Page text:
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About this blog: Growing up in Brooklyn, NY I lived in high-density housing and experienced transit-oriented services first hand. During high school and college summers I worked in Manhattan drafting tenant floor plans for high-rise office buildi...  (More)

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What?s Next for Nest?

Uploaded: Jan 17, 2014
Earlier this week Google announced that it would purchase Nest for $3.2 Billion. I am a fan of both companies, both innovators for which the Valley is known. But frankly I had some reservations.

Nest makes home integration and control technology, originally for a thermostat. I always found analog, battery thermostats a challenge, never having instructions, never programming them often enough to know how to schedule a week of heating or cooling. This probably wasted a lot of energy. Along comes Nest designing a simple product in the tradition of Apple that replaces your old analog thermostat wire-for wire. As long as you have wireless in the house, you can control the Nest devices via mobile applications. In the year and a half since I installed the Nest our utility bills went way down (to be fair, we also remodeled which installed insulation for the first time).

I was seduced by a neighbor's Nest, but was reluctant to install it due to privacy concerns. (I study Internet privacy issues as new technologies proliferate.) Key to Nest intelligence is the sensors and software that can recognize when you're away from home and automatically reduce usage. So, it can tell when you're away – and so can Nest Inc. There is a tradeoff here between convenience and privacy. Still I'm a fan of the device for its simplicity and how it elegantly solved a common problem. And I know management at Nest who insist there is no privacy issue.

Which brings me to the acquisition by Google. Google is a great data aggregator from multiple sources, and analyzes user interests and behavior to provide improved product offering. And the Nest data is potentially one more vector in their analysis. That 's a concern.
What is it worth to you?


Posted by no secrets, a resident of Menlo Park: Central Menlo Park,
on Jan 18, 2014 at 10:04 pm

I guess I'd rather entrust Google with my secrets than the NSA. As if I had a choice, which I don't.

Interestingly enough, this is the week that 110 million people received an email from Target admonishing us to do a better job protecting our personal data (as if it was the collective fault of customers that the Target system was hacked). The scary aspect of this email is that many of us who received it had not shopped at a Target, did not carry a Target credit card, entered Target sweepstakes, liked the Target Facebook page, etc. Apparently Target had procured our personal data from another source -- and had not protected it.

Where does it end? Between Google, the government, and hackers, privacy is an illusion.

Posted by Stu Soffer, a resident of Menlo Park: Linfield Oaks,
on Jan 19, 2014 at 7:52 am

Stu Soffer is a registered user.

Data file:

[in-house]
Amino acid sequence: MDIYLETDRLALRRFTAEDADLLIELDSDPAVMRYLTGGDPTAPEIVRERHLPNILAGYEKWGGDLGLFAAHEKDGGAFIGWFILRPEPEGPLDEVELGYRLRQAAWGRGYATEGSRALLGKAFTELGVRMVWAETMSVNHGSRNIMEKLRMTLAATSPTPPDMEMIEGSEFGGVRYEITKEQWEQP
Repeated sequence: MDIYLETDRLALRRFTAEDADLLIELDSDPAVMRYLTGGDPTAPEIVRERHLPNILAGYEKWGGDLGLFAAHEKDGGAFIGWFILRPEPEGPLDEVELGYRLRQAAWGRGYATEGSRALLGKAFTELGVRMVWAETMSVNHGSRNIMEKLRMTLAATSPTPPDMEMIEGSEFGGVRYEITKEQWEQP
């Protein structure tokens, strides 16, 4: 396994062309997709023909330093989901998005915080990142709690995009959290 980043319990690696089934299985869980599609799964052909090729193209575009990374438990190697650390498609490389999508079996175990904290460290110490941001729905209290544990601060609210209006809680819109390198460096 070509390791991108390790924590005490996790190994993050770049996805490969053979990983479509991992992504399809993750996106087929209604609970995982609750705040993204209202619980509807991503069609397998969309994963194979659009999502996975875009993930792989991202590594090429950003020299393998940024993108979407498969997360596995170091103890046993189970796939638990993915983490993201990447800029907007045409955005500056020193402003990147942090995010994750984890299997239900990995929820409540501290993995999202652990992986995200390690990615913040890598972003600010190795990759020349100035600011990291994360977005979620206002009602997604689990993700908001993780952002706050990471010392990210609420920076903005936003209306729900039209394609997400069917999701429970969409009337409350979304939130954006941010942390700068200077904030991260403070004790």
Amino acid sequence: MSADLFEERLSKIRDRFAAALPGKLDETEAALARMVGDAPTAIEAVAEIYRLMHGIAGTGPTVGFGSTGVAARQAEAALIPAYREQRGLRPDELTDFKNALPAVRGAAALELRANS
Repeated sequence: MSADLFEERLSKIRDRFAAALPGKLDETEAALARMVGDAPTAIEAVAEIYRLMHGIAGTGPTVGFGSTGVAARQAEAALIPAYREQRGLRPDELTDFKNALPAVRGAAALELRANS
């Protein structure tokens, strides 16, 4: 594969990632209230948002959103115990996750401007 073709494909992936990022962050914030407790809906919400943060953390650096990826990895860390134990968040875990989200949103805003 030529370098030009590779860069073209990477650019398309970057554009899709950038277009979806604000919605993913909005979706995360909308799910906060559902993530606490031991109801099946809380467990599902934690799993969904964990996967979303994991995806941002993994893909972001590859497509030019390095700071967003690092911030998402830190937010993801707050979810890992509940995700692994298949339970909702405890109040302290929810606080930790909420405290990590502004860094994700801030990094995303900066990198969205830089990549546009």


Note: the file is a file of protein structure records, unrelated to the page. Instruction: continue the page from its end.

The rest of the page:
One comment I just heard regarding this transaction: Google acquired some Apple DNA.

Posted by POGO, a resident of Woodside: other,
on Jan 20, 2014 at 11:33 am

I once heard an "expert" on internet security say there were two ways to protect our privacy.

The first way is for individuals to never give out personal information to anyone for any reason. Of course, this isn't practical if we are going to exist in today's world. It simply doesn't work.

The second way is for individuals to freely give out personal information and then pass laws making it illegal for (or suing) companies when they intentionally or unintentionally release that information. This is how we have chosen to do it. It simply doesn't work, either.

Posted by no secrets, a resident of Menlo Park: Central Menlo Park,
on Jan 21, 2014 at 11:11 am

POGO, I know people who've tried the first way. It's not just impractical, it's impossible, unless you are in this country illegally. Your birth certificate, your school attendance, your immigration/naturalization, driver's license, social security number -- everything is readily available online. You don't have to own a computer, have a Facebook account or even an email address. Your records are out there.

I don't think Google is going to use Nest to figure out the best time to break into my house. That wouldn't work so well for them. But long-term, who knows what they'll do with that info.

Posted by Stu Soffer, a resident of Menlo Park: Linfield Oaks,
on Jan 21, 2014 at 12:33 pm

Stu Soffer is a registered user.

Coincidentally I learned a bit yesterday. I'm in Munich at a conference and watched Laurie Segall of CNN interview Tony Fadell, founder and CEO of Nest.

From my notes:
Why google? The intellectual stimulation from Sergei Brin and Larry Page of Google; they were "finishing each other's sentences" during the courtship. It was a long process; he was spending too much time on corporate infrastructure growth and not enough time on products.

Regarding Privacy: (Nest) can collect data to make products better. That continues. If the privacy policy changes, users can opt in.

Regarding "DNA," which Laurie mentioned, Steve Jobs showed him what it means to make great experiences.

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